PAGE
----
Skill assessment of Saudi-KAU and C3S models in prediction of spring season rainfall over the Arabian Peninsula

Almazroui, Mansour; Khalid, Salman; Kamil, Shahzad; Islam, M. Nazrul; Saeed, Sajjad; Abid, Muhammad Adnan; Ehsan, Muhammad Azhar; Hantoush, Ahmed S.

A skillful prediction of precipitation has great value, particularly for regions that suffer from water stress. In this study, we assess the potential predictability and skill of the Copernicus Climate Change Service (C3S) and SaudiKAU models in their simulation of precipitation over the Arabian Peninsula during spring (March–May) for the period 1993–2016. For this purpose, data from individual models as well as the multi-model ensemble (MME) is used. The prediction data for MAM precipitation initialized at Feb (Lead 1), Jan (Lead 2), and Dec (Lead 3), were obtained from the 5 C3S and Saudi-KAU coupled global climate model. The potential predictability was computed by evaluating the signal to noise ratio and the theoretical limit of correlation skill, while the prediction skill was estimated from the temporal anomaly correlation co-efficient. The results show that the Saudi-KAU, CMCC, and UKMO models have slightly higher potential predictability of about 0.25, 0.35, and 0.25 respec­ tively, as compared to other models. It is also observed that individual models as well as their MME show a high (low) potential predictability over southwestern (northern) regions of the Peninsula. Moreover, the Saudi-KAU, CMCC, and MME show a reasonably good correlation skill (0.68, 0.59, and 0.57) while the SEAS model displays lower skill (0.14) for spring precipitation. All model simulations reveal a decrease in prediction skill for longer lead times. On the other hand, the individual models and their MME successfully reproduced the Pacific (i.e. ENSO) teleconnection patterns while displaying lower skill over the tropical Atlantic Ocean. The results indicate that the model biases have negative impacts on potential predictability and prediction skill over the Arabian Peninsula during the spring season.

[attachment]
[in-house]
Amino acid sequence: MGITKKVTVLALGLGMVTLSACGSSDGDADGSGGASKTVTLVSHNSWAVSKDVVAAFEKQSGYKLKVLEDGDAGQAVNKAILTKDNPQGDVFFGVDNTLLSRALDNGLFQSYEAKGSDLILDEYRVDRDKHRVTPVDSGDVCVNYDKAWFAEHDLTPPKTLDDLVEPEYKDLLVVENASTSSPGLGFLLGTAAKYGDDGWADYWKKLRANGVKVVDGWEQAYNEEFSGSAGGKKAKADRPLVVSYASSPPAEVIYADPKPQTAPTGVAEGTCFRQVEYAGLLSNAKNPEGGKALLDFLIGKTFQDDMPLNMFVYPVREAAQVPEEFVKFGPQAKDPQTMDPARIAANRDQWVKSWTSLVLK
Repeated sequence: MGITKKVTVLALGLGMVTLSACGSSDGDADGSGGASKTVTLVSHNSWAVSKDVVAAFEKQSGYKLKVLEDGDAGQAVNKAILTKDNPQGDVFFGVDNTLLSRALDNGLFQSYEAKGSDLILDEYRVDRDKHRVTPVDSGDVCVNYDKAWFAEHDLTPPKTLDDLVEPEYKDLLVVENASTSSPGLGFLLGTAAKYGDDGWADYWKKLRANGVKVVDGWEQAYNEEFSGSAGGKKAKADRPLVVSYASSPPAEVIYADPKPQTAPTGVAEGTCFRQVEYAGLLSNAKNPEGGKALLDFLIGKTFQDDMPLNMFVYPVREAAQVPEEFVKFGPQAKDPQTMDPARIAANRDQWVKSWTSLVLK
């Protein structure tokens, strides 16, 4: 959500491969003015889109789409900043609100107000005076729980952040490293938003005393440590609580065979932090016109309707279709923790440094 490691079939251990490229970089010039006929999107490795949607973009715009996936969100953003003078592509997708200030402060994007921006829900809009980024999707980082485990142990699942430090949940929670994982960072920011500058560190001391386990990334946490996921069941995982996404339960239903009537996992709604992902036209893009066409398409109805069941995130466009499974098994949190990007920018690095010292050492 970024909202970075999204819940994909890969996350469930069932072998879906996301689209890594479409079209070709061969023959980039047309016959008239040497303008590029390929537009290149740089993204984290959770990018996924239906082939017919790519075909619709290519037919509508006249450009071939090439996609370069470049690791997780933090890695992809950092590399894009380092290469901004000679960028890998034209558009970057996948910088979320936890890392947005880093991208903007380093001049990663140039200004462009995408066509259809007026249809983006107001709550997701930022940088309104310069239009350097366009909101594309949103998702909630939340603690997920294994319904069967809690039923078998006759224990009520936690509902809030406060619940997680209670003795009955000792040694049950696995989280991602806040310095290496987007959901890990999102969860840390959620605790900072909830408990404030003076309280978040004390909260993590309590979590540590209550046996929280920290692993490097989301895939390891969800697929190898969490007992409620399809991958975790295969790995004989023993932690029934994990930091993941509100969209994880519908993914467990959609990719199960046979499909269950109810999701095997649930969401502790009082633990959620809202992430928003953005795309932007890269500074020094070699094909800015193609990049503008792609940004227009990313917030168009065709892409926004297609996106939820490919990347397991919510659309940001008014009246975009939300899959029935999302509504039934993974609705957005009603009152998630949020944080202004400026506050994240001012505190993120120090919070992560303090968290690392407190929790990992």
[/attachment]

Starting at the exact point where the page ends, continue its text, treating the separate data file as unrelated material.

• thumnail for 1-s2.0-S0169809522004471-main.pdf 1-s2.0-S0169809522004471-main.pdf application/pdf 6.67 MB Download File

Also Published In

Atmospheric Research
Elsevier BV

More About This Work

Academic Units
International Research Institute for Climate and Society
Published Here
March 13, 2024

Related Items